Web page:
Cold working


In metallurgy, cold forming or cold working is any metalworking process in which metal is shaped below its recrystallization temperature, usually at the ambient temperature. Such processes are contrasted with hot working techniques like hot rolling, forging, welding, etc.[1]: p.375  The same or similar terms are used in glassmaking for the equivalents; for example cut glass is made by "cold work", cutting or grinding a formed object.

Cold forming techniques are usually classified into four major groups: squeezing, bending, drawing, and shearing. They generally have the advantage of being simpler to carry out than hot working techniques.

Unlike hot working, cold working causes the crystal grains and inclusions to distort following the flow of the metal; which may cause work hardening and anisotropic material properties. Work hardening makes the metal harder, stiffer, and stronger, but less plastic, and may cause cracks of the piece.[1]: p.378 

The possible uses of cold forming are extremely varied, including large flat sheets, complex folded shapes, metal tubes, screw heads and threads, riveted joints, and much more.



The following is a list of cold forming processes:[1]: p.408 



Advantages of cold working over hot working include:[1]: p.375 

  • No heating required
  • Better surface finish
  • Superior dimensional control
  • Better reproducibility and interchangeability
  • Directional properties can be imparted into the metal
  • Contamination problems are minimized

Depending on the material and extent of deformation, the increase in strength due to work hardening may be comparable to that of heat treating. Therefore, it is sometimes more economical to cold work a less costly and weaker metal than to hot work a more expensive metal that can be heat treated, especially if precision or a fine surface finish is required as well.

The cold working process also reduces waste as compared to machining, or even eliminates with near net shape methods.[1]: p.375  The material savings becomes even more significant at larger volumes, and even more so when using expensive materials, such as copper, nickel, gold, tantalum, and palladium.[2] The saving on raw material as a result of cold forming can be very significant, as is saving machining time. Production cycle times when cold working are very short. On multi-station machinery, production cycle times are even less. This can be very advantageous for large production runs.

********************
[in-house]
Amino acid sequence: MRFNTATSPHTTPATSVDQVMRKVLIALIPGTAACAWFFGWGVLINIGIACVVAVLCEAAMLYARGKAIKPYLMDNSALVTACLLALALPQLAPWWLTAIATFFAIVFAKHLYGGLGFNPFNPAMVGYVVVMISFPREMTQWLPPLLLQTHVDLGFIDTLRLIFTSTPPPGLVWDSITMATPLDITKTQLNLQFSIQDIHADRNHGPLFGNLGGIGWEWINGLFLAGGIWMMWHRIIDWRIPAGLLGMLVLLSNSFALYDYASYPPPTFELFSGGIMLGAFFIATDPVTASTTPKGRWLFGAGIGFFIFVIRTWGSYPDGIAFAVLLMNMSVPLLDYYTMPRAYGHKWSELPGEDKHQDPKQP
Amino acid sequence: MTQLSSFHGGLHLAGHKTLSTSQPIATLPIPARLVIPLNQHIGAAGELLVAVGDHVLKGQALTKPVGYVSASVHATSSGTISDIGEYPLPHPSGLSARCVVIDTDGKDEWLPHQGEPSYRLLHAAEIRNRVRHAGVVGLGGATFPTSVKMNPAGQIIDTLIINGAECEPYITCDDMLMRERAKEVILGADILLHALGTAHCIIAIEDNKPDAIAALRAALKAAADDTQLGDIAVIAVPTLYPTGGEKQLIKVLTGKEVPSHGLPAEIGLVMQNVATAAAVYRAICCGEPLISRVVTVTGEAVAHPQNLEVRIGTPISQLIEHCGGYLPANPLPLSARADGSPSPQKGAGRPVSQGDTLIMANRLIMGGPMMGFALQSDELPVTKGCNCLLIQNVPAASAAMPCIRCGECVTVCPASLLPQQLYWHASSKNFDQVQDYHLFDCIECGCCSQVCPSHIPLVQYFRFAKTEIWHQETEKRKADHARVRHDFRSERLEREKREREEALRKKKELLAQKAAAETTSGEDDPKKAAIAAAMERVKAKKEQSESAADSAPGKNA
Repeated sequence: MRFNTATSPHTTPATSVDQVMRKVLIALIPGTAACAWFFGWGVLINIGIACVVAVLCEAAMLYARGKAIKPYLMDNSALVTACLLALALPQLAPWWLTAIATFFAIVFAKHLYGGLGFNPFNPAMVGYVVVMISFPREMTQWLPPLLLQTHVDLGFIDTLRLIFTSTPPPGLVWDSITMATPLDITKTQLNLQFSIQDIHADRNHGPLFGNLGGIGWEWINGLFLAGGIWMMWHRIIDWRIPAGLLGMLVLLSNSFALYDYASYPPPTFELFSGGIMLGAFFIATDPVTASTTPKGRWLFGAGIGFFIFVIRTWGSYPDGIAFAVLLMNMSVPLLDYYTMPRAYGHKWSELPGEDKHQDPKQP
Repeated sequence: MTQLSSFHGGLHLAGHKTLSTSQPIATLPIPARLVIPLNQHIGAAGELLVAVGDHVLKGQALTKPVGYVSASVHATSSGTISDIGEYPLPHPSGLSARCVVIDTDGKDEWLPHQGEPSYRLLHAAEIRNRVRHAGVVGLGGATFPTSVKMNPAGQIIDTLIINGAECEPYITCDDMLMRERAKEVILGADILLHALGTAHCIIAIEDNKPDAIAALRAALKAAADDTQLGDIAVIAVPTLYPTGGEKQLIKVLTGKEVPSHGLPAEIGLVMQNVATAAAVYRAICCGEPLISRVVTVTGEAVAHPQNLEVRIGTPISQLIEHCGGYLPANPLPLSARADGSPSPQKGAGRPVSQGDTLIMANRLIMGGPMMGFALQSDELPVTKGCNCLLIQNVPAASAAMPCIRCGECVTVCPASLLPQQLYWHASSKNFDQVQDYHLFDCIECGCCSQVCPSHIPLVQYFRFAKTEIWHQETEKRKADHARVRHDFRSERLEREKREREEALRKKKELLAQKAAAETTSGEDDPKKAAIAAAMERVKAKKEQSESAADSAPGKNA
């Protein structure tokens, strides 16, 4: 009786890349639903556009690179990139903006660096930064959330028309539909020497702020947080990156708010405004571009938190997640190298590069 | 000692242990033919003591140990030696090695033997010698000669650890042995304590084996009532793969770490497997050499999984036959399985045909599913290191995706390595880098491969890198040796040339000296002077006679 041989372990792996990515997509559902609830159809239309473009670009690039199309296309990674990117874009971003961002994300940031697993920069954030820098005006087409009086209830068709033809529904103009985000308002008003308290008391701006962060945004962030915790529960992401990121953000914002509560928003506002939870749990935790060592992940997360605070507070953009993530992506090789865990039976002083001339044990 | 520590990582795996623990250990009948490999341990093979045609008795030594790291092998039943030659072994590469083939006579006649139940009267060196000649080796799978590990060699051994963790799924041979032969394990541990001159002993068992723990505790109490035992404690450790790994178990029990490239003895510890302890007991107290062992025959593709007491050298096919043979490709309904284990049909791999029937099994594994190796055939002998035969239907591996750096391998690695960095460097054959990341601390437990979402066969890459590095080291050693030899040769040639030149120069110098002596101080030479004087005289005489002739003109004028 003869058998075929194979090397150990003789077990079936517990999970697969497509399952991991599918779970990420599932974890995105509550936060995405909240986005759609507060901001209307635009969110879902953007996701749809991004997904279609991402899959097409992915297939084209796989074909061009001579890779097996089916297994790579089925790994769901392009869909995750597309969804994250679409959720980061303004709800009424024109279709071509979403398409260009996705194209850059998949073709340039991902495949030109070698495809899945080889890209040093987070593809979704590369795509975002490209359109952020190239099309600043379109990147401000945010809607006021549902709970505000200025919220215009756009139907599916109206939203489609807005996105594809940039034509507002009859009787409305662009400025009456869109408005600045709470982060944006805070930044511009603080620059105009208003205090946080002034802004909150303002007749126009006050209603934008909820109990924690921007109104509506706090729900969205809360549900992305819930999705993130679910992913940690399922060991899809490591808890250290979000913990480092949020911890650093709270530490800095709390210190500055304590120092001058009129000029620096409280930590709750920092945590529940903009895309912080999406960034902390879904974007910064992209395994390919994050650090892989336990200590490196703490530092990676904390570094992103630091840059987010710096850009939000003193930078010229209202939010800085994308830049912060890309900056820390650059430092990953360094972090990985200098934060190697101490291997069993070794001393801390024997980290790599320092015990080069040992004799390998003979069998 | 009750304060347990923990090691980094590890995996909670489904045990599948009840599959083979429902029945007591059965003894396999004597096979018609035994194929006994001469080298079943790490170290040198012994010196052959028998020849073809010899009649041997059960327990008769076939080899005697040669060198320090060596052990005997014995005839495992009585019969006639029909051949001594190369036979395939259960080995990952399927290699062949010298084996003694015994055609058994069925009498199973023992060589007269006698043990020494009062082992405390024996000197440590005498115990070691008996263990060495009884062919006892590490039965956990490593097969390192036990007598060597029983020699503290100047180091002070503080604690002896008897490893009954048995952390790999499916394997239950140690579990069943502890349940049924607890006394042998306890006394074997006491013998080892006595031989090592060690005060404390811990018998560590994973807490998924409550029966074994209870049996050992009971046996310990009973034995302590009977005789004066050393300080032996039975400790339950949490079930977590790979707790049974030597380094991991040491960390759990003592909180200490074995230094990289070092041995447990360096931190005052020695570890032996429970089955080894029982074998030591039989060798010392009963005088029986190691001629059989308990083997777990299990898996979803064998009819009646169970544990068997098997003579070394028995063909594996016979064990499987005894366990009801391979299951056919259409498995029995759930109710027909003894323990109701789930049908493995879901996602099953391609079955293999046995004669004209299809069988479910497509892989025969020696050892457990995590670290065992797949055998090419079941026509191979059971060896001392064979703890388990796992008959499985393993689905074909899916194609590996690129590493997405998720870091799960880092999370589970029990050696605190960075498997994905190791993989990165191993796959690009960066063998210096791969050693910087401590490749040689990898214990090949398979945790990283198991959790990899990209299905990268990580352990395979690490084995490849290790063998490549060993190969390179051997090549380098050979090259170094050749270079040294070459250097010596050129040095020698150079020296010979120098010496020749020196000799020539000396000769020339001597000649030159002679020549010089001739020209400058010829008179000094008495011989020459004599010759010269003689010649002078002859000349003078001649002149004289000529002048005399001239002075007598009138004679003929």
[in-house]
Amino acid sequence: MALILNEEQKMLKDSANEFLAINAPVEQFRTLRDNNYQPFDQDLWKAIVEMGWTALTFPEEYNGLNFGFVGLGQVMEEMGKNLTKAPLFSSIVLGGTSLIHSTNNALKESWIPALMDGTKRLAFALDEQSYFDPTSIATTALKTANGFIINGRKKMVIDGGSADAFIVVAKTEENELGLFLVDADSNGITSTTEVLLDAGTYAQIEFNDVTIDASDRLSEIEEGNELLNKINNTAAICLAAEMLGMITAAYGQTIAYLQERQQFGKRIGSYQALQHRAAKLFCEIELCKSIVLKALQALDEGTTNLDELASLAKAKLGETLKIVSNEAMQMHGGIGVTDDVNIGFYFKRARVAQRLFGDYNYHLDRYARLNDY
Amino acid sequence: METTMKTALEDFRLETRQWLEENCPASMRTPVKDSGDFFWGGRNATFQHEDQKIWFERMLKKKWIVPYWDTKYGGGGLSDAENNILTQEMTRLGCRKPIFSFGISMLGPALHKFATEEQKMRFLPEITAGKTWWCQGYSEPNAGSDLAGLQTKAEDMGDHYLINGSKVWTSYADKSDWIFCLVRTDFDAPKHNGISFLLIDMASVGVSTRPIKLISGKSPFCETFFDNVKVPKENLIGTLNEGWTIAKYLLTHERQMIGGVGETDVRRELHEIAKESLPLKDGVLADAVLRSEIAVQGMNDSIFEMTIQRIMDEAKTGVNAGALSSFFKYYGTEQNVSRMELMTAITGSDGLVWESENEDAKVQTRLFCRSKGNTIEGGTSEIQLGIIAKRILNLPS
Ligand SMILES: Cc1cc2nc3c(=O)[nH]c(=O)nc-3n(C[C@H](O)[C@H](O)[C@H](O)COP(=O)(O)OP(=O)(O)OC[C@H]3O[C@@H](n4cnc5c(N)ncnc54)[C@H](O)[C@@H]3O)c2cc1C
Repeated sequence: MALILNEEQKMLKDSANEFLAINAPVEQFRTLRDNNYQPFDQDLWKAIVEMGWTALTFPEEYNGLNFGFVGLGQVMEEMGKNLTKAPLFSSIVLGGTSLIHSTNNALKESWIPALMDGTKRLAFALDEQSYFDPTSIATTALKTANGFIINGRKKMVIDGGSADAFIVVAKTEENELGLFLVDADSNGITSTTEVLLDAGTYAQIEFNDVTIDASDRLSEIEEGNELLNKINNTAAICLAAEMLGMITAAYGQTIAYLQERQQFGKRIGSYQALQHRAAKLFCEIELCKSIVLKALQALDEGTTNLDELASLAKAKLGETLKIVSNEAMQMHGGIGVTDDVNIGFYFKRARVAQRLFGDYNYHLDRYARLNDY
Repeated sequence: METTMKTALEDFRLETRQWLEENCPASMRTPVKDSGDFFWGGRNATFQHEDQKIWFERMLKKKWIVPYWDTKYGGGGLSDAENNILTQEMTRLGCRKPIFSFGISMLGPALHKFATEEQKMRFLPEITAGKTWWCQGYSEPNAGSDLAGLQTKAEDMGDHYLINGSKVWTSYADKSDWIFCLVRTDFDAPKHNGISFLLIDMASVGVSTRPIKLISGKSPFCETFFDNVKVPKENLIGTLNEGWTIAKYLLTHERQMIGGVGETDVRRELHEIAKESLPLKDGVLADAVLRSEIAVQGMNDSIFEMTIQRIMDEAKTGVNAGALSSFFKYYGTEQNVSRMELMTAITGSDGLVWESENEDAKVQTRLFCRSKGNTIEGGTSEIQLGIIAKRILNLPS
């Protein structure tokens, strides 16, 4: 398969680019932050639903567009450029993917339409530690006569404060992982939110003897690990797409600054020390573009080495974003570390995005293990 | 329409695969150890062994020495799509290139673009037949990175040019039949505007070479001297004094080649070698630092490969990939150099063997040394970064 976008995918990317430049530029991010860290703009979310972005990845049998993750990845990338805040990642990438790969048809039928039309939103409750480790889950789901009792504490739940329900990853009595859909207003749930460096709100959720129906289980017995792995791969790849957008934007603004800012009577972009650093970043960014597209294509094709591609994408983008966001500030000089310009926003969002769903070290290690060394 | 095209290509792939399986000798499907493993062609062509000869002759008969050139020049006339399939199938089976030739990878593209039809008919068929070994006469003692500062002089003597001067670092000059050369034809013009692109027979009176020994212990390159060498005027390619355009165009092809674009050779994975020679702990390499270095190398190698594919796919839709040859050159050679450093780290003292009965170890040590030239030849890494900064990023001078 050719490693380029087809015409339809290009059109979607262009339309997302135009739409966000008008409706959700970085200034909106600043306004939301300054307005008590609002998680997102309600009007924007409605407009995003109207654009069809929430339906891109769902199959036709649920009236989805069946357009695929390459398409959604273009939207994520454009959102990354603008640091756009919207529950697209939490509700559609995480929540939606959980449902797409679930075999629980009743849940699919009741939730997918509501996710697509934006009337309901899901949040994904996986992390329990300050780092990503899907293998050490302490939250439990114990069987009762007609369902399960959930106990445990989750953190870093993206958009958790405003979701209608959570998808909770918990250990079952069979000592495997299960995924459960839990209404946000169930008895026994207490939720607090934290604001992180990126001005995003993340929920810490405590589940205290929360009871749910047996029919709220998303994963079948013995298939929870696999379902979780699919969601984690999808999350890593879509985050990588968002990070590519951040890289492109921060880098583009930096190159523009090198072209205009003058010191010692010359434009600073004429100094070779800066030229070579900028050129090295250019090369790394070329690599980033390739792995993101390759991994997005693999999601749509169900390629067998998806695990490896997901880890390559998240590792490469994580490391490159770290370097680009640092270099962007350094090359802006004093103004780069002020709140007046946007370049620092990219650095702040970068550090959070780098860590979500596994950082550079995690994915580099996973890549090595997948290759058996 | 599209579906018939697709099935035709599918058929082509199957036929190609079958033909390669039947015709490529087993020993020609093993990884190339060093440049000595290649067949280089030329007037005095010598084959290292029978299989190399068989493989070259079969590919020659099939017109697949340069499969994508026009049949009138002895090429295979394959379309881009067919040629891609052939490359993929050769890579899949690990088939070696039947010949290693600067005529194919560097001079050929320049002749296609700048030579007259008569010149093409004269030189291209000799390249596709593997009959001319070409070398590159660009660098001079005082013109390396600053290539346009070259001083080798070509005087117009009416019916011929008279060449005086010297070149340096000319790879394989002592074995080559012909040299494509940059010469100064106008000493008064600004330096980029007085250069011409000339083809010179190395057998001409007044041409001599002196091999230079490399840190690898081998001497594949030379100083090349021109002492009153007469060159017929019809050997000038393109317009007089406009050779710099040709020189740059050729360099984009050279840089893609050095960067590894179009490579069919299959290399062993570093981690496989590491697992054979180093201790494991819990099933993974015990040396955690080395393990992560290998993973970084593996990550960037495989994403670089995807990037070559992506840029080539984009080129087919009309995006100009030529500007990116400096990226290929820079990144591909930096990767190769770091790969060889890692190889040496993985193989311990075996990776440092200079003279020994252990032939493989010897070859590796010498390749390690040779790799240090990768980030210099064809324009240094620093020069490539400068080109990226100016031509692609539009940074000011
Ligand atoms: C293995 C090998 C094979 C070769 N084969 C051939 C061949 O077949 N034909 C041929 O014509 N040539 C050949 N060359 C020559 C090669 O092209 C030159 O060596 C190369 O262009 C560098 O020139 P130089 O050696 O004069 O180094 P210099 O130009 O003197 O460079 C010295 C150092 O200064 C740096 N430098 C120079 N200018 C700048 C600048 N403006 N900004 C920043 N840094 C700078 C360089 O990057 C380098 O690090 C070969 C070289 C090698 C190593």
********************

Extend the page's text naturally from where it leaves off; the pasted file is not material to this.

Some disadvantages and problems of cold working are:[1]: p.375 

  • The metal is harder, calling for greater forces, harder tools and dies, and heavier equipment
  • The metal is less ductile and malleable, limiting the amount of deformation that can be obtained
  • Metal surfaces must be clean and scale-free
  • May leave undesirable anisotropy in the final piece
  • May leave undesirable residual stress in the final piece

The need for heavier equipment and harder tools may make cold working suitable only for large volume manufacturing industry.[1]: p.375 

The loss of plasticity due to work hardening may require intermediate annealings, and a final annealing to relieve residual stress and give the desired properties to the manufactured object. These extra steps would negate some of the economic advantages of cold forming over hot forming.[1]: p.378 

Cold worked items suffer from a phenomenon known as springback, or elastic springback. After the deforming force is removed from the workpiece, the workpiece springs back slightly. The amount a material springs back is equal to the yield strain (the strain at the yield point) for the material.[1]: p.376 

Special precautions may be needed to maintain the general shape of the workpiece during cold working, such as shot peening and equal channel angular extrusion.


  1. ^ a b c d e f g h i Degarmo, E. Paul; Black, J T.; Kohser, Ronald A. (2003). Materials and Processes in Manufacturing (9th ed.). Wiley. ISBN 0-471-65653-4..
  2. ^ Deringer-Ney, "Cold Forming and Cold Heading Advantages", April 29, 2014